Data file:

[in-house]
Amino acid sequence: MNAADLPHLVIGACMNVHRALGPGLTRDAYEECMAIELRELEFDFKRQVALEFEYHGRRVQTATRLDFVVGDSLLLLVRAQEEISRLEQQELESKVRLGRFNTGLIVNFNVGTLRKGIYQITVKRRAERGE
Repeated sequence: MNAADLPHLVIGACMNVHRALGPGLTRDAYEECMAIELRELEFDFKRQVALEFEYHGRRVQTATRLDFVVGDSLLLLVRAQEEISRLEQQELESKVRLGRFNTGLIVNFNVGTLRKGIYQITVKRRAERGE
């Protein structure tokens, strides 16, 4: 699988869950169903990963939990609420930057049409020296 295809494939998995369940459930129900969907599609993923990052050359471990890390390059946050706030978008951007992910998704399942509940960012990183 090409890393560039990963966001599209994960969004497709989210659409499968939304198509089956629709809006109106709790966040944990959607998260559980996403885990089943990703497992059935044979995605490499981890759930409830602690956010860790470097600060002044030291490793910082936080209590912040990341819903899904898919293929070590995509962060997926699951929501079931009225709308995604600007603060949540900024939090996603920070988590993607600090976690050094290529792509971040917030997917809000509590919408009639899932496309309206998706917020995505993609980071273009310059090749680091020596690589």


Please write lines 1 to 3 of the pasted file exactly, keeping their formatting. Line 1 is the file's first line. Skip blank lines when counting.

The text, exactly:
[in-house]
Amino acid sequence: MNAADLPHLVIGACMNVHRALGPGLTRDAYEECMAIELRELEFDFKRQVALEFEYHGRRVQTATRLDFVVGDSLLLLVRAQEEISRLEQQELESKVRLGRFNTGLIVNFNVGTLRKGIYQITVKRRAERGE
Repeated sequence: MNAADLPHLVIGACMNVHRALGPGLTRDAYEECMAIELRELEFDFKRQVALEFEYHGRRVQTATRLDFVVGDSLLLLVRAQEEISRLEQQELESKVRLGRFNTGLIVNFNVGTLRKGIYQITVKRRAERGE